Sumerian alabaster bull

The Sumerian alabaster bull, seized from the collection of Shelby White, was originally given as a religious offering to the goddess Inanna at her temple at Uruk (now Warka).

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Manhattan District Attorney Alvin Bragg Jr announced that a Mesopotamian limestone elephant and a Sumerian alabaster bull have been returned to the “people of Iraq”.

Valued at $275,000, the objects were reported to have been looted from the ancient city of Uruk, now known as Warka, during the Gulf War and smuggled into New York in the late 1990s.

Assistant District Attorney Matthew Bogdanos, chief of the Antiquities Trafficking Unit supervised the investigation and said the alabaster bull was seized from the private collection of US investor, art collector, and philanthropist Shelby White (who is also on the board of the Metropolitan Museum of Art).

The limestone elephant was recovered from a storage unit that belonged to antiquities dealer Robin Symes. It is believed to have been stored there since arriving from Iraq.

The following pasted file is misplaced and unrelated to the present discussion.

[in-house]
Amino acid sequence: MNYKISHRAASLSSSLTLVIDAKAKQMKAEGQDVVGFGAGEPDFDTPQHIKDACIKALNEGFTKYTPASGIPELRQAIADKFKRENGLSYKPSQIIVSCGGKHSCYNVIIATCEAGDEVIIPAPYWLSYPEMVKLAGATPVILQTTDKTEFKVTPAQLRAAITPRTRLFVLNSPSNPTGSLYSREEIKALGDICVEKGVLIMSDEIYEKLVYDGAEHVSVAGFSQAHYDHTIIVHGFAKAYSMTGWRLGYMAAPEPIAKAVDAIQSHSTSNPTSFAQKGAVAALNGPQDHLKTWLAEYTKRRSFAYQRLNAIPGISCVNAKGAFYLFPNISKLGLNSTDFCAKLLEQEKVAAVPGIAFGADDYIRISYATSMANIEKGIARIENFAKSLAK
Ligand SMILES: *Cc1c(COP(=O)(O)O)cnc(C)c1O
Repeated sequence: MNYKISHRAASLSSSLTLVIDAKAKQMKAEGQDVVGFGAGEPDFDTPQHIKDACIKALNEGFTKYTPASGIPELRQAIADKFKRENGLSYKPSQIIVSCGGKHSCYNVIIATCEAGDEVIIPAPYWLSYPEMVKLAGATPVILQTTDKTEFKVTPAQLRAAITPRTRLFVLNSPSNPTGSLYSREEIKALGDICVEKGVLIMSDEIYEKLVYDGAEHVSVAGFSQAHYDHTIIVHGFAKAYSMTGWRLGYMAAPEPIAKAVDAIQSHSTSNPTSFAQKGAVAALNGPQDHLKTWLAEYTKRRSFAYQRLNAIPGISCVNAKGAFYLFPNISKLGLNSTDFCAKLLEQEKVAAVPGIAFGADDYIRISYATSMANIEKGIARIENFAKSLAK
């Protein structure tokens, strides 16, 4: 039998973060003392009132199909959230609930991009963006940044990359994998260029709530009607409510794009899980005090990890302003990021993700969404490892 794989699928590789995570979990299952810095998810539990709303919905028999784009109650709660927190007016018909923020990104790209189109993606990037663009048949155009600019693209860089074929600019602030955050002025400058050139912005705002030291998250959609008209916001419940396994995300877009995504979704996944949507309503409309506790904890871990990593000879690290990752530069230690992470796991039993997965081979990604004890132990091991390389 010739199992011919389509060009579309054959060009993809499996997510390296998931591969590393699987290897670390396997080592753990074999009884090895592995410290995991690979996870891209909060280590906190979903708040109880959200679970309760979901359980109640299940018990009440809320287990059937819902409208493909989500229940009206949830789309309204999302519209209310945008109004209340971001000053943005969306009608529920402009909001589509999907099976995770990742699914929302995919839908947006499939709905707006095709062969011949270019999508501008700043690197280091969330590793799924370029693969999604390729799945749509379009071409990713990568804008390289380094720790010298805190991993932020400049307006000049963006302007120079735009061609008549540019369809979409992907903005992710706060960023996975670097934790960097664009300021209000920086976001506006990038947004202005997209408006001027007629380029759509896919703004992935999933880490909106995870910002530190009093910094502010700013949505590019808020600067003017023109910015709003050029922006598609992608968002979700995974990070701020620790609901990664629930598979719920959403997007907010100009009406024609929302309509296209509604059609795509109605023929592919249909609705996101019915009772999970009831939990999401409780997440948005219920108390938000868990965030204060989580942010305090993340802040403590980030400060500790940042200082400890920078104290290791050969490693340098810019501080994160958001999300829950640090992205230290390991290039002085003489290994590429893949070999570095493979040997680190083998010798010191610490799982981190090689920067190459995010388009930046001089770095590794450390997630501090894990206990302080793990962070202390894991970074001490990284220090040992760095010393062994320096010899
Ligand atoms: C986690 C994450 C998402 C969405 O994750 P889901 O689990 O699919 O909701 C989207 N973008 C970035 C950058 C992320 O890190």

Limestone elephant

The Mesopotamian limestone elephant, recovered from a storage unit belonging to Robin Symes, is believed to be exceptionally rare. According to the announcement, depictions of elephants were rarely represented in Mesopotamian figurative art, making this limestone figure one of the very few examples to have survived.

The District Attorney’s Office said it would like “to thank Shelby White for her assistance and cooperation with our investigation”.

These repatriations are the latest in a long line announced by the office of the Manhattan District Attorney. Its Antiquities Trafficking Unit was set up in 2018 and since then it has conducted multiple investigations and returned more than 2450 antiquities to 24 countries, valued at more than $230m.

One of its most high profile investigations was announced in December 2021 when hedge fund pioneer Michael H Steinhardt agreed a deal to surrender 180 ‘looted’ items from his collection after a four-year investigation by the unit. (ATG no 2522).

Separately, the Greek culture minister Lina Mendoni announced the return of 351 objects from the collection of Robin Symes this month. Among the artefacts being repatriated is a 2nd-century bronze statue of Alexander the Great.